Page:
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English 4 UNIT 2 MAKE, REFUSE AND ACCEPT INVITATIONS “Connectors” E.T.E. Karim Juárez Cortes Idea original y Diseño.

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Presentation on theme: "English 4 UNIT 2 MAKE, REFUSE AND ACCEPT INVITATIONS “Connectors” E.T.E. Karim Juárez Cortes Idea original y Diseño."— Presentation transcript:

1 English 4 UNIT 2 MAKE, REFUSE AND ACCEPT INVITATIONS “Connectors” E.T.E. Karim Juárez Cortes Idea original y Diseño

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3  We can use some connectors to join sentences that can express different things. 1.Words or phrases that express reason: because, because of, as a result of, etc. Examples:  We couldn’t find a good seat because all the best ones had been taken.  I arrive late to the meeting because I didn’t catch the bus on time.  We are unable to go by train because of the rail strike.  I am not going to go to the picnic as a result of the bad weather conditions. Connectors Because + clause usually comes after the main clause Because of, as a result of, are followed by a noun or noun phrase.

4 2. Words or phrases that express contrast: but, although (neutral), however, etc. Examples:  He had a sprained ankle, but he went out for a walk.  The computer manufacturers have agreed to replace the computers free of charge, but the new computers will not be installed for at least three months.  Although the computer manufacturers have agreed to replace the computers free of charge, the new computers will not be installed for at least three months. But + clause usually comes after the main clause Although + subject and a verb.

5 RelationshipWords Addition (AND*), Besides, in addition, also, moreover, furthermore, equally important, then, Contrast (BUT), although, though, despite, the fact that, however, nevertheless, in spite of, on the other hand, in contrast, otherwise, on the contrary. Result (SO), because, since, therefore, consequently, thus, hence, accordingly, as a result, because of, due to ExampleFor example, for instance, as an illustration, namely, specifically. Time Sequence First, second, third…. First of all, then, Next, after that, finally, afterwards, before, after, soon, later, meanwhile, subsequently, immediately, eventually, currently. SummaryHence, in short, in brief, in summary, in conclusion, finally. ConcessionTo be sure, of course, certainly, granted PlaceIn front, in the foreground, in the back, in the background, at the side, adjacent, nearby, in the distance, here, there  Common transitional expressions and the relationship they signal.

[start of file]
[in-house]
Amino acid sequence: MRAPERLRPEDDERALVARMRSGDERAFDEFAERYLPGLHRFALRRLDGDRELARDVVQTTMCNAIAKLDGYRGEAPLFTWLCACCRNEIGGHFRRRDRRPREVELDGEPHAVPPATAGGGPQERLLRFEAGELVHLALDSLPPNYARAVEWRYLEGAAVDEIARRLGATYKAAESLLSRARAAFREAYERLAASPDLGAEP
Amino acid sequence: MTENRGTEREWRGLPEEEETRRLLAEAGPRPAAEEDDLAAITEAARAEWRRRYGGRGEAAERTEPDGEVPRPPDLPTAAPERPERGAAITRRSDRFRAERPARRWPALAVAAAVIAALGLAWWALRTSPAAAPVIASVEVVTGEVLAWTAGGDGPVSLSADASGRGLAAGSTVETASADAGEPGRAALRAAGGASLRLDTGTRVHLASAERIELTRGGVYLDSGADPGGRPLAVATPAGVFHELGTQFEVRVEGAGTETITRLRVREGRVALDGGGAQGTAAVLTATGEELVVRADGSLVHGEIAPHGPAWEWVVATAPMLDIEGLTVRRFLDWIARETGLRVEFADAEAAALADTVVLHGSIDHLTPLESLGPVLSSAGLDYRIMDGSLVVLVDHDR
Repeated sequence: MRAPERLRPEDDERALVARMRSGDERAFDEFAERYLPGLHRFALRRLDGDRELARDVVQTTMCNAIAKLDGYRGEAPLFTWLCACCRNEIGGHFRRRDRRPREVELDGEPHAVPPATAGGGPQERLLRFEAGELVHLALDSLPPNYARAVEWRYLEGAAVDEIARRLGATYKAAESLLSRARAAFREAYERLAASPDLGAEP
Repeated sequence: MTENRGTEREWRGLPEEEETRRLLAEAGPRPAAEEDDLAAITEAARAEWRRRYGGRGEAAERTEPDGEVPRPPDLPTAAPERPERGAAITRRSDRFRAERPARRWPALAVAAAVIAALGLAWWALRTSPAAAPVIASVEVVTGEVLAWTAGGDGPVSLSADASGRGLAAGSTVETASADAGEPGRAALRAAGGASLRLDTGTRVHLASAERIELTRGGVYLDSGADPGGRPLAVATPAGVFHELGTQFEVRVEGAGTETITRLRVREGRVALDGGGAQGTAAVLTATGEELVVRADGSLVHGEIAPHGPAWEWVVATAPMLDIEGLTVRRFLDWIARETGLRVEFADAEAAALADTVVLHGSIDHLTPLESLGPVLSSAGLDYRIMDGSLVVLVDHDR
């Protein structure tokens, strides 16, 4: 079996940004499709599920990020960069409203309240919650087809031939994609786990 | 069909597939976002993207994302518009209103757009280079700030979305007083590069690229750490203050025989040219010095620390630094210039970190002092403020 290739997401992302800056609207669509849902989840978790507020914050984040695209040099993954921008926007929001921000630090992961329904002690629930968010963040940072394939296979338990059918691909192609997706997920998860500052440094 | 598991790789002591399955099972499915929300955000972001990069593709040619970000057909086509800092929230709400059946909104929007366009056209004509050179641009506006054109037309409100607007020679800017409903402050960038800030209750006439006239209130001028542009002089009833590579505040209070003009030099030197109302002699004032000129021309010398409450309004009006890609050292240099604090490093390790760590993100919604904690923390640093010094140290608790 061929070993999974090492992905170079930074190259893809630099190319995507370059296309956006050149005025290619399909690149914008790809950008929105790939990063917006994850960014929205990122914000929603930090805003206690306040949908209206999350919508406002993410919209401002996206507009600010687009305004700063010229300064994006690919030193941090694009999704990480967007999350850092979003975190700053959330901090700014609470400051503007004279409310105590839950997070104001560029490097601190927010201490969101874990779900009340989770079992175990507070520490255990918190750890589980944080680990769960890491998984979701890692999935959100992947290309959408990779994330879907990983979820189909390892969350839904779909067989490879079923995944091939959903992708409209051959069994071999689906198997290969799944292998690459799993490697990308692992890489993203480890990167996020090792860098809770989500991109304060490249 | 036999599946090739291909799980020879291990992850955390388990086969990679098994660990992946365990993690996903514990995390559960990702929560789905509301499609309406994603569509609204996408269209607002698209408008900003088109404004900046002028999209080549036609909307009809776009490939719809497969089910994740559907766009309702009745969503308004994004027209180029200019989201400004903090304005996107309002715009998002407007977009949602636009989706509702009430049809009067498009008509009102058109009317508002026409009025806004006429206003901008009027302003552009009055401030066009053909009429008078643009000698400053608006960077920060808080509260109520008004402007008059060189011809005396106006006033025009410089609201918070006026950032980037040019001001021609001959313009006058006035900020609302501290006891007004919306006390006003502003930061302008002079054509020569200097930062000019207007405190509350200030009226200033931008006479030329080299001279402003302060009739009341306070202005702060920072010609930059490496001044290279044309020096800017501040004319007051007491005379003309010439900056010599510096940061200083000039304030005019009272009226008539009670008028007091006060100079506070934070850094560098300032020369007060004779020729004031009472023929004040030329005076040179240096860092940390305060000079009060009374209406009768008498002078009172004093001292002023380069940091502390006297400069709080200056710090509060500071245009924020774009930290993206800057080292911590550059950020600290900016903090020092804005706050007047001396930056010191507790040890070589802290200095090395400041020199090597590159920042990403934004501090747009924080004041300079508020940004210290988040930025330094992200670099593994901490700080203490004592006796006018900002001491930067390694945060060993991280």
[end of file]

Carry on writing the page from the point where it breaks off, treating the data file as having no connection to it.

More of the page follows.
6 REFERENCES Bibliography:  C. RICHARDS Jack, ( 1997), “ New Interchange 2 ” Cambridge University Press, p  EVANS Virginia and DOOLEY Jenny, ( 2000), “ Enterprise 2 ”, Express Publishing. USA  Evans Virginia, y Dooley Jenny (2000): Enterprise 1 Grammar Book. USA, Express Publishing  Evans Virginia, y Dooley Jenny (1999): Enterprise 3 Grammar Book. USA, Express Publishing  Evans Virginia y Dooley Jenny ( 2005): Upstream Beginner A1+. USA, Express Publishing.  STEMPLESKI Susan, DOUGLAS Nancy and R. MORGAN James, (2005) “World Link 1 Developing English Fluency”, USA: Thomson Learning.  Connectors, consulltada el dia 28 de septiembre de /www2.udec.cl/~ebanados/proyecto/rules.htm


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